My child takes things that don’t belong to him. How do I curb his sticky fingers?

A lesson that benefits children is that trust gets them a long way, and stealing makes it very hard for others to trust them. If a child steals determine if it is a pattern or a one-off incident.

If your child is a pre-schooler explain that it is wrong, and that others are hurt, annoyed or upset by it. It’s important that your child return the item, and that they apologise or pay for it.

School-aged children generally know that stealing is wrong and need to practise restitution (i.e. return or pay back the item) and apologise. Discuss how stealing violates the issue of trust.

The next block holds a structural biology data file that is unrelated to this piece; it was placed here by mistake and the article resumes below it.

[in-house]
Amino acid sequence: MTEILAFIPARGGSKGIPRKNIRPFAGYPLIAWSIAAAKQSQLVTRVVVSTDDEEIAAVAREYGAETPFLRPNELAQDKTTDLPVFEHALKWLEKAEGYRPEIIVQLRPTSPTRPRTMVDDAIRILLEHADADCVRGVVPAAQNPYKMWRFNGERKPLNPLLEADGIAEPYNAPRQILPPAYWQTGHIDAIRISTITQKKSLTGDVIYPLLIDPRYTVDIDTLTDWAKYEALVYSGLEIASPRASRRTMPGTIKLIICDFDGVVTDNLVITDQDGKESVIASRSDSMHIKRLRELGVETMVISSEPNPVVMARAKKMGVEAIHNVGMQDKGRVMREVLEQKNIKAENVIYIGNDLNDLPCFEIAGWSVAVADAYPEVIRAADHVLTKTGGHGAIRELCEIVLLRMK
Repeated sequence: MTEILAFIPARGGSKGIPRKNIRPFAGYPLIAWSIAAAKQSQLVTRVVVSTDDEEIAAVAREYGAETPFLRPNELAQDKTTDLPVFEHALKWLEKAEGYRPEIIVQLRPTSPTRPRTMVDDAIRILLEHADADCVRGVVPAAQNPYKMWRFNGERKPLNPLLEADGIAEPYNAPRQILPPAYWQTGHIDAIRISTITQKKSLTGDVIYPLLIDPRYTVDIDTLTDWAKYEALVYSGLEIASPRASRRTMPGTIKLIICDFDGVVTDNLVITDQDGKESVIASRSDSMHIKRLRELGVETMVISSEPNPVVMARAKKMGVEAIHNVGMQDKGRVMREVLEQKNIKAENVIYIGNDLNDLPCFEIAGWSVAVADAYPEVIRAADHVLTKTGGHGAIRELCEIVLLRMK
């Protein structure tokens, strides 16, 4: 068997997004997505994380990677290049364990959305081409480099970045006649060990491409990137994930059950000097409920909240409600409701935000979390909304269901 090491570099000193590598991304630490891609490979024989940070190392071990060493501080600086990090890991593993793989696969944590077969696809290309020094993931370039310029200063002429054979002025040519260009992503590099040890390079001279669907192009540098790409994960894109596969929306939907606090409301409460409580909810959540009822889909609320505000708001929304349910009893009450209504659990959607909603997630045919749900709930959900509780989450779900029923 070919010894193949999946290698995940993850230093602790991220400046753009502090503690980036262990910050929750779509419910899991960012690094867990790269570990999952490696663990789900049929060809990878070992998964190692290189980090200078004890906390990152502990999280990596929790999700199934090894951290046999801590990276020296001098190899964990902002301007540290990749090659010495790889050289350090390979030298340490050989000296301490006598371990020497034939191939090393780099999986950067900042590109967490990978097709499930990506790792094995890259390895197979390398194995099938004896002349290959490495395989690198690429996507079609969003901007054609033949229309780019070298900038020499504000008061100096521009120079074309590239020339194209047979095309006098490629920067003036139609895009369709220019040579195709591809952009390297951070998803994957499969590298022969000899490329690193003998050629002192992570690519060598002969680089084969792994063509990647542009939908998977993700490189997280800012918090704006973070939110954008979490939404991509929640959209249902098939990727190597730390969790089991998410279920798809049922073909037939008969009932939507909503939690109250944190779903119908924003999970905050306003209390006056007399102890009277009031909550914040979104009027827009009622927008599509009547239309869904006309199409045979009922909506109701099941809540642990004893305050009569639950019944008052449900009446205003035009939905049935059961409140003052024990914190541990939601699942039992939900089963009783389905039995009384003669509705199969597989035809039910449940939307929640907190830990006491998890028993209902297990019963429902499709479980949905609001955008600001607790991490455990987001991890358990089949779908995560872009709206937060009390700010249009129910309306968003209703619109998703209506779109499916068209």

Teenaged children sometimes steal for the thrill or excitement that it brings; to fit in with peers or as a form of rebellion against tight control.

Some also steal due to peer pressure. Have an appropriate conversation about trust, peer pressure or other issues you’ve highlighted; practise restitution and avoid over-reacting.

Sometimes stealing can reflect other problems and can be a call for help. Find out if there are underlying problems and address these.